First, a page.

Moon Duo yield vastly different results with the same basic setup on their second Occult Architecture album. Released in the dead of winter, its predecessor was as cold and claustrophobic as a gloomy crawlspace. Vol. 2 retains vestiges of that sound, but it's airy and celebratory where its predecessor was dense and foreboding. The Portland pair embrace vitality and exploration, but their polarized approach to psychedelia overcompensates at times.
From the album's opening synth beeps, the band strike a better balance with their guitar- and synth-based approach. Guitarist Ripley Johnson doesn't completely abandon the low, fuzzed-out tone that dominated Vol. 1, but he modulates his playing more often. Phaser effects blow through most tracks, and his wispy, wah-wah inflected leads on "Mirror's Edge" produce a pleasantly placid effect. This opens up the band's sound and gives keyboardist Sanae Yamada room to breathe. Her sweeping synth work on "Lost in Light" gives it an expansive quality that seemed impossible on Vol. 1.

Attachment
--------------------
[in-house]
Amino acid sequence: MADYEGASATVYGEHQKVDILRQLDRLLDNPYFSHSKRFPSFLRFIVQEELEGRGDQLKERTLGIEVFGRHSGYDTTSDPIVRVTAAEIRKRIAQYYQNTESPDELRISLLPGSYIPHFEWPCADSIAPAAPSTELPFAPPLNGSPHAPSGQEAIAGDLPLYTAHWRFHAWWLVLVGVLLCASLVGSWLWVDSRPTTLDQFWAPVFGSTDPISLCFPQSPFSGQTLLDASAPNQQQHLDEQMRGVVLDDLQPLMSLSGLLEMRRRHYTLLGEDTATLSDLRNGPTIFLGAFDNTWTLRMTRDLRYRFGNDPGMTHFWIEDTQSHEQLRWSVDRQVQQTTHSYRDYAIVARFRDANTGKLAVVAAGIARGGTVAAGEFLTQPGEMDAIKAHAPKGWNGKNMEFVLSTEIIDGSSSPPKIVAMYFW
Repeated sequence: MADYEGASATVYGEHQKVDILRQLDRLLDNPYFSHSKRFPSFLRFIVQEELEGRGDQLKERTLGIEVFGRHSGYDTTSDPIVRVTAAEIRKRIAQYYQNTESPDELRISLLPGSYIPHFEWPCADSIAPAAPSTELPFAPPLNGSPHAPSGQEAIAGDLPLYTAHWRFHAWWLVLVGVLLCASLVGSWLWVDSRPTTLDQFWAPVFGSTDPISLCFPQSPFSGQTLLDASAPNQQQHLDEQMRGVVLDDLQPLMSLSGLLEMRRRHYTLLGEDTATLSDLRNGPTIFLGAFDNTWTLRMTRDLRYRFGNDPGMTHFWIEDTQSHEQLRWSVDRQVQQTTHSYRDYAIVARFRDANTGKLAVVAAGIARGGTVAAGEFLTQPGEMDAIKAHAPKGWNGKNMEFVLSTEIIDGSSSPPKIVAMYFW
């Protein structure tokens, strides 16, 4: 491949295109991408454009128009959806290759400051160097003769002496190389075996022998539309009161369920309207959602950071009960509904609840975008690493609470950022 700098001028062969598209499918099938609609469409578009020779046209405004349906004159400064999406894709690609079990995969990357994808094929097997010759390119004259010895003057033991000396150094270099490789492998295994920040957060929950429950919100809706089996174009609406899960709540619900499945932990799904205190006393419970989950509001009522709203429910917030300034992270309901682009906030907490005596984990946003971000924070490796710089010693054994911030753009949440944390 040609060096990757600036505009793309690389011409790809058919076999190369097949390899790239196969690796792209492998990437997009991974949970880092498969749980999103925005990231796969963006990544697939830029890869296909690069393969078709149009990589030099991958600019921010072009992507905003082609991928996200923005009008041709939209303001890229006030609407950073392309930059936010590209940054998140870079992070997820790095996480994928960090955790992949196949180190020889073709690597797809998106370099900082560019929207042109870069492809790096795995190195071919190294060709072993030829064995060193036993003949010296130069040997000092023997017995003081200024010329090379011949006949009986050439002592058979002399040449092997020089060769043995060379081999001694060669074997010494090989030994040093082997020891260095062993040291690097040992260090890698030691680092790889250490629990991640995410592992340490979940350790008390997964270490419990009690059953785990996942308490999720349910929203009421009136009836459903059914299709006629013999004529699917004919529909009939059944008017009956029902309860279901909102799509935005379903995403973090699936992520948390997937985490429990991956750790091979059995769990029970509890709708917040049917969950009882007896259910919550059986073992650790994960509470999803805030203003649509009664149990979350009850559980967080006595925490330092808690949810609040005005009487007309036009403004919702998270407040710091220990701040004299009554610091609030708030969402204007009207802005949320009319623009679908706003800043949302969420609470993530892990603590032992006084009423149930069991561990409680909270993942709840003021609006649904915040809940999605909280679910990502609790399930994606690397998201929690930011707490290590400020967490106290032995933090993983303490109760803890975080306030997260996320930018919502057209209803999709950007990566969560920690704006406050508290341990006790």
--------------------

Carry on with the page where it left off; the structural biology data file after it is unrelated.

If that album felt tight and controlled, though, Vol. 2 offers a little too much slack. Nearly half the tracks are instrumental, and these passages drift on aimlessly. The band lacks the dynamism and rhythmic versatility needed to sustain these digressions. While Johnson's soloing adds colour to songs like ten-minute closer "The Crystal World," it doesn't command the listener's attention.
The Occult Architecture albums prove that Moon Duo can be fraught and tranquil in equal measure. Unfortunately, nailing a balance between these moods doesn't come as easily. (Sacred Bones)